WITS AND Cambridge University have launched a new political theory exchange programme that aims to redress historical colonial power relations between South Africa and Britain. The programme will allow prospective students to study in United Kingdom for 6 months at the expense of the South African government.
Political studies Professor, Hamilton Lawrence, in a statement said, “We live in a globalized world, heavily determined by histories of colonial power relations. An exchange programme of this kind is a feather in the cap of Wits and the NRF [National Research Foundation] because it is part of a vital attempt to re-balance that history by enabling political theorists from the global South to participate on an equal footing,” he said.
The programme was launched mid-September in partnership with The South African Research Chair Initiative [SARChI]/Newton Bilateral NRF/British Academy Research Chair in Political Theory, Department of Politics and International Studies (POLIS) at the University of Cambridge.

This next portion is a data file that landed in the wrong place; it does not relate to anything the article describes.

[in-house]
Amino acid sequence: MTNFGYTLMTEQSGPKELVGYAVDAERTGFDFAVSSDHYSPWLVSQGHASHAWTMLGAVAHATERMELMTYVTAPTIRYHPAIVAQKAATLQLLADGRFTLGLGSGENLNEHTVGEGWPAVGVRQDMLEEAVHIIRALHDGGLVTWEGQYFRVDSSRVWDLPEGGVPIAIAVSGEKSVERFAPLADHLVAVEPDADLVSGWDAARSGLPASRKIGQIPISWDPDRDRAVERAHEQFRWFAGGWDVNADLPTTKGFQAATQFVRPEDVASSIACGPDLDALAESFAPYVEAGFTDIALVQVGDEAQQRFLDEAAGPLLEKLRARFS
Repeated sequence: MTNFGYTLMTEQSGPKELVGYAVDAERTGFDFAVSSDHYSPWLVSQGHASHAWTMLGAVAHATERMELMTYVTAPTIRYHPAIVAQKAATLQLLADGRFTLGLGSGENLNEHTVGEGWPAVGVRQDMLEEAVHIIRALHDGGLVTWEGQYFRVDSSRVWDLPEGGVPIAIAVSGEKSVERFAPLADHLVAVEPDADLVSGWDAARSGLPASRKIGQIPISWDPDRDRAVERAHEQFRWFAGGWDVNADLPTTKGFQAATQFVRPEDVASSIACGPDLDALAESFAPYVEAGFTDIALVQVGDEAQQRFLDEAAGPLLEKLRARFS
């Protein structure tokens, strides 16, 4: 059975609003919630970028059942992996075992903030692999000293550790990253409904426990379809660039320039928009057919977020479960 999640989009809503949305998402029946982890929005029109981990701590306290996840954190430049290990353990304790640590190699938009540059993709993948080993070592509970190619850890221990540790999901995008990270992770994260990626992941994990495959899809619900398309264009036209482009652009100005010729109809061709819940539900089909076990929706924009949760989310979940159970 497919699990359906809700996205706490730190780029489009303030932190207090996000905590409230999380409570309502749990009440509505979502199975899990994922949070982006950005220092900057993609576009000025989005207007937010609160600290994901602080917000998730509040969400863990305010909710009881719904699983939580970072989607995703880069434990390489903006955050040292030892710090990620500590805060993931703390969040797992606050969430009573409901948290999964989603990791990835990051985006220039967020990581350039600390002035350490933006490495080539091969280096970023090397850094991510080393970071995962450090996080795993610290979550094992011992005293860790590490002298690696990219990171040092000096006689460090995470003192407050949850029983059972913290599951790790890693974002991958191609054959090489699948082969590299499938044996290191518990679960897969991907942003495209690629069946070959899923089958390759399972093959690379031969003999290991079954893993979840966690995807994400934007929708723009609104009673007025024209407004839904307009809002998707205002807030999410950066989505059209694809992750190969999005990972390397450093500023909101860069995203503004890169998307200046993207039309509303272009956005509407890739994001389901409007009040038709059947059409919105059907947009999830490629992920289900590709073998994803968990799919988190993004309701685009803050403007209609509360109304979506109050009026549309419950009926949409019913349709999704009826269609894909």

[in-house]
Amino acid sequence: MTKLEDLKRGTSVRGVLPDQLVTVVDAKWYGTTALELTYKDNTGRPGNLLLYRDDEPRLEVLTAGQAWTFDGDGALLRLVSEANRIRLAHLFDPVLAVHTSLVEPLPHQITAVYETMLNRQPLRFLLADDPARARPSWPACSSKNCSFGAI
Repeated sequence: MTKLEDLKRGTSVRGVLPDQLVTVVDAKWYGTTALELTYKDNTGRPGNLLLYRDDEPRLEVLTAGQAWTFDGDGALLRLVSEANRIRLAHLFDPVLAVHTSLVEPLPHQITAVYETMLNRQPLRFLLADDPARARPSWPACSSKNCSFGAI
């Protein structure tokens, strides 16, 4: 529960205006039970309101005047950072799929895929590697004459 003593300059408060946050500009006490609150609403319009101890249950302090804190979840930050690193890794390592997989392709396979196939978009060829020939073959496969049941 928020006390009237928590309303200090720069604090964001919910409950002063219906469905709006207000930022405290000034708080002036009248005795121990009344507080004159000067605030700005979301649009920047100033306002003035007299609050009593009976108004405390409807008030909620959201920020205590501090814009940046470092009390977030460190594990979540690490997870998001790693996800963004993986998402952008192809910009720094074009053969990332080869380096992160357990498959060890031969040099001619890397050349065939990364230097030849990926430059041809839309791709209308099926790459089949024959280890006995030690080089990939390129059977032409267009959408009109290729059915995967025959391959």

Speaking about preferred candidates, Wits Senior Communications Officer, Deborah Minors told Wits Vuvuzela that the exchange programme is intended to be a mechanism for transformation and excellence, candidates who fulfil these two requirements will be prioritised.
According to Minors, eligible candidates for the programme are early career lecturers, postdoctoral fellows and PhD students at Wits or Cambridge whose research in political theory would benefit from spending time at the other institution.
Thabo Nkwanyane, PhD in History of Art candidate told Wits Vuvuzela that he intends on applying for the programme as it will present a handful of opportunities. He added that, “There is a very long and complex history between UK and SA and it is therefore no doubt that that we [scholars] must comprehend and incorporate the history in our research for future generations,” he said.
According to Dr Mahomed Moolla, Head of Strategic Partnerships Office, Wits has a number of exchange agreements with universities around the world. These include Australia, India, Senegal and United States of America.